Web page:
Marital Status and Adjustment 1 Year Post-Spinal-Cord-Injury

Abstract

The current study employed a case-control design to examine the impact of marital status on adjustment among individuals with spinal cord injury (SCI) 1 year post-injury. Two groups of 53 individuals (i.e., single versus married individuals) were matched case-for-case on age (i.e., within 10 years), education, gender, race, and lesion level. Although not specifically matched, etiology of SCI, and number of rehospitalizations and days rehospitalized during the past year were not significantly different between groups. Outcome measures included the Satisfaction With Life Scale, the Craig Handicap Assessment and Reporting Technique (CHART), and the SF-12. Results indicated that overall self-reported QOL was significantly lower among single individuals as compared to their matched married counterparts. Similarly, self-reported handicap was significantly higher among single individuals, particularly in the areas of social integration and economic self-sufficiency. In contrast, overall physical and mental health were not different across groups.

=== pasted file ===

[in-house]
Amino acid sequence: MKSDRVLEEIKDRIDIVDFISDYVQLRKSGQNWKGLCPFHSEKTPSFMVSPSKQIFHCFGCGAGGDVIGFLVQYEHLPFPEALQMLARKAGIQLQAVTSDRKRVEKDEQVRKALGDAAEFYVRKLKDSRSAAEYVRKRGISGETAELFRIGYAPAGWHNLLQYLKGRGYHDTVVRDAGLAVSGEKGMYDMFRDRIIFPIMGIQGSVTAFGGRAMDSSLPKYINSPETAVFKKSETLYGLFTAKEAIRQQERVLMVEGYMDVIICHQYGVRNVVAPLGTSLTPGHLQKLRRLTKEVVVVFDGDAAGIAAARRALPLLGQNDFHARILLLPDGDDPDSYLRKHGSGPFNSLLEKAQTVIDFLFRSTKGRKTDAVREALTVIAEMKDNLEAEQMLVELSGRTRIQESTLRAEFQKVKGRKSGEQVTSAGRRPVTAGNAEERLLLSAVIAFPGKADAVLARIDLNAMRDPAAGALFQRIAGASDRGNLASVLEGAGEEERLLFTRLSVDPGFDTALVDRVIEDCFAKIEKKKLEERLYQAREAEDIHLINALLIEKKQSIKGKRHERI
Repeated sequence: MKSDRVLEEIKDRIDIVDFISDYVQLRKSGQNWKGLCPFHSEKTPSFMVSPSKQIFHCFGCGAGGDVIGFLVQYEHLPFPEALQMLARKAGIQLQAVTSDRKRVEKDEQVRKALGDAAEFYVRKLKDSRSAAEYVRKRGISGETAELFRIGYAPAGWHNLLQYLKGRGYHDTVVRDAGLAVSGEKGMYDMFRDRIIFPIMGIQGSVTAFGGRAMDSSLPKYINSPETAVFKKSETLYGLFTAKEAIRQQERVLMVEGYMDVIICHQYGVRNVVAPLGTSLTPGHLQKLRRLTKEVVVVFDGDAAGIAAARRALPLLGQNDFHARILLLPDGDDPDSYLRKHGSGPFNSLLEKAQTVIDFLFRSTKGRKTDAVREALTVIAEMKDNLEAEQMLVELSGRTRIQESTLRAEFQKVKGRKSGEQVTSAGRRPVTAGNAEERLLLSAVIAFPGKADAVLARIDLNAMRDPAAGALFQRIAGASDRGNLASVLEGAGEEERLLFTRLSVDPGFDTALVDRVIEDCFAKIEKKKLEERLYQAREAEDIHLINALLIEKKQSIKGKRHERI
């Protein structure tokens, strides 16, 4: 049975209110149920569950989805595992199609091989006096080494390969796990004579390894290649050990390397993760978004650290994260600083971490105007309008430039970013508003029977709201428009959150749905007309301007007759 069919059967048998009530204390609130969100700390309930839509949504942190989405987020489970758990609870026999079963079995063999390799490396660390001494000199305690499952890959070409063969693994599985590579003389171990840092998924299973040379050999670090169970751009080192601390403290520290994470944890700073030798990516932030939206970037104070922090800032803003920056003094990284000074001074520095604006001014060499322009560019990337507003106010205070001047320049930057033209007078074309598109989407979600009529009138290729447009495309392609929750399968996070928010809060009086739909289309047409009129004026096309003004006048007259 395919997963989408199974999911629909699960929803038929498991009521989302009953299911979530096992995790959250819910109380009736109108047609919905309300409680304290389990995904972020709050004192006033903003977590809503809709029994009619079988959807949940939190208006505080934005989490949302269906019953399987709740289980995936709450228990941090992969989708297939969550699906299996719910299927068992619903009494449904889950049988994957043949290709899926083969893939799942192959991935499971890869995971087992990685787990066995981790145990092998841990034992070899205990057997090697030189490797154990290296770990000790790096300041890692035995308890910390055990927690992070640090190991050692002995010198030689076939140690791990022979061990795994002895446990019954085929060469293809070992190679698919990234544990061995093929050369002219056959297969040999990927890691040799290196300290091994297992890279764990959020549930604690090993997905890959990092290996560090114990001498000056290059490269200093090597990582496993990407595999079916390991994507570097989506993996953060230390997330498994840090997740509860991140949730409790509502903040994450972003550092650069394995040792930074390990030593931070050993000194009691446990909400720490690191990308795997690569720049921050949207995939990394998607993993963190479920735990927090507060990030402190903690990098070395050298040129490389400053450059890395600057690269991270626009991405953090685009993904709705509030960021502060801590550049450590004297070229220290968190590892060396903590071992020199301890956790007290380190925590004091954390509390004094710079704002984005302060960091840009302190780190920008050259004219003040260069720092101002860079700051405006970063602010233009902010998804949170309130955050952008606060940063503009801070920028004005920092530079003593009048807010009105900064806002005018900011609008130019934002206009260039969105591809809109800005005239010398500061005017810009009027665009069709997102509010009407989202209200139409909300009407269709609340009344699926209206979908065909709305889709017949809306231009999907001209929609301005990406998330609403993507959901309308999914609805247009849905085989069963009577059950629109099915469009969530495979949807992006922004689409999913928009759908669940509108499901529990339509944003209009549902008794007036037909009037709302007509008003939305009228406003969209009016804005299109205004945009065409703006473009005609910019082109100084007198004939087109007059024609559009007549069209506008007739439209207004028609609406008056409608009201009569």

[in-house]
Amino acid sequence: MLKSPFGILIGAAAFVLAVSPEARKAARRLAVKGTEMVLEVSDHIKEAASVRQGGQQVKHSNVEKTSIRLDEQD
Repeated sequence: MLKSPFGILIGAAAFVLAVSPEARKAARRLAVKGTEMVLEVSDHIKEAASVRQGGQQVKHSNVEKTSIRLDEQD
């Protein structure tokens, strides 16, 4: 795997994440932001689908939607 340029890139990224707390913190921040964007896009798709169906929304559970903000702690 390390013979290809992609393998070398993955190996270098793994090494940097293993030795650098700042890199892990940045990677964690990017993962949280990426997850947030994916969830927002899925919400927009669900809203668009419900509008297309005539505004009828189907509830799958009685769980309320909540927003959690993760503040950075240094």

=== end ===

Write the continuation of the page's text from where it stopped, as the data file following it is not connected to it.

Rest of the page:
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Putzke, J.D., Elliott, T.R. & Richards, J.S. Marital Status and Adjustment 1 Year Post-Spinal-Cord-Injury. Journal of Clinical Psychology in Medical Settings 8, 101–107 (2001). https://doi.org/10.1023/A:1009555910604

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  • marriage
  • quality of life
  • spinal cord injury
  • life satisfaction